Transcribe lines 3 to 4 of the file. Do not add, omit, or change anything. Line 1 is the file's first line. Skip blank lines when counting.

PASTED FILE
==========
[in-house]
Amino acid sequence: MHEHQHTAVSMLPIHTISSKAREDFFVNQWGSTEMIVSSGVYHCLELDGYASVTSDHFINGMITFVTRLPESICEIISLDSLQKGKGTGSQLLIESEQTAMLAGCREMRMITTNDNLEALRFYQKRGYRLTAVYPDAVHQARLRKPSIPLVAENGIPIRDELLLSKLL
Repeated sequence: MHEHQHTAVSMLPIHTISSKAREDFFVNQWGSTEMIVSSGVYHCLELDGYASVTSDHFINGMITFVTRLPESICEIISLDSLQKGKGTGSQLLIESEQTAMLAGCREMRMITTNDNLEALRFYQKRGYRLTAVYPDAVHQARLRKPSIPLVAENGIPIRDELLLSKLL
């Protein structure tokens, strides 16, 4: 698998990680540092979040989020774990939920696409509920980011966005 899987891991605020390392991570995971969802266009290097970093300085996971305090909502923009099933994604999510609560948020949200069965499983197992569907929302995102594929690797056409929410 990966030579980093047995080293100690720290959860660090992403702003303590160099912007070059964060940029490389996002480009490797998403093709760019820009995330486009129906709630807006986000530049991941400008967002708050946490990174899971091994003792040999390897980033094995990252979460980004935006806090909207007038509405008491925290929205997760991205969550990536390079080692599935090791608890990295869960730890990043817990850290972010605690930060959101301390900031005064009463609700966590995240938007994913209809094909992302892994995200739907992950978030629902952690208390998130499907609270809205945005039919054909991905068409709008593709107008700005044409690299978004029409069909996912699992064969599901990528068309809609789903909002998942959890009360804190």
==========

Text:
Repeated sequence: MHEHQHTAVSMLPIHTISSKAREDFFVNQWGSTEMIVSSGVYHCLELDGYASVTSDHFINGMITFVTRLPESICEIISLDSLQKGKGTGSQLLIESEQTAMLAGCREMRMITTNDNLEALRFYQKRGYRLTAVYPDAVHQARLRKPSIPLVAENGIPIRDELLLSKLL
């Protein structure tokens, strides 16, 4: 698998990680540092979040989020774990939920696409509920980011966005 899987891991605020390392991570995971969802266009290097970093300085996971305090909502923009099933994604999510609560948020949200069965499983197992569907929302995102594929690797056409929410 990966030579980093047995080293100690720290959860660090992403702003303590160099912007070059964060940029490389996002480009490797998403093709760019820009995330486009129906709630807006986000530049991941400008967002708050946490990174899971091994003792040999390897980033094995990252979460980004935006806090909207007038509405008491925290929205997760991205969550990536390079080692599935090791608890990295869960730890990043817990850290972010605690930060959101301390900031005064009463609700966590995240938007994913209809094909992302892994995200739907992950978030629902952690208390998130499907609270809205945005039919054909991905068409709008593709107008700005044409690299978004029409069909996912699992064969599901990528068309809609789903909002998942959890009360804190």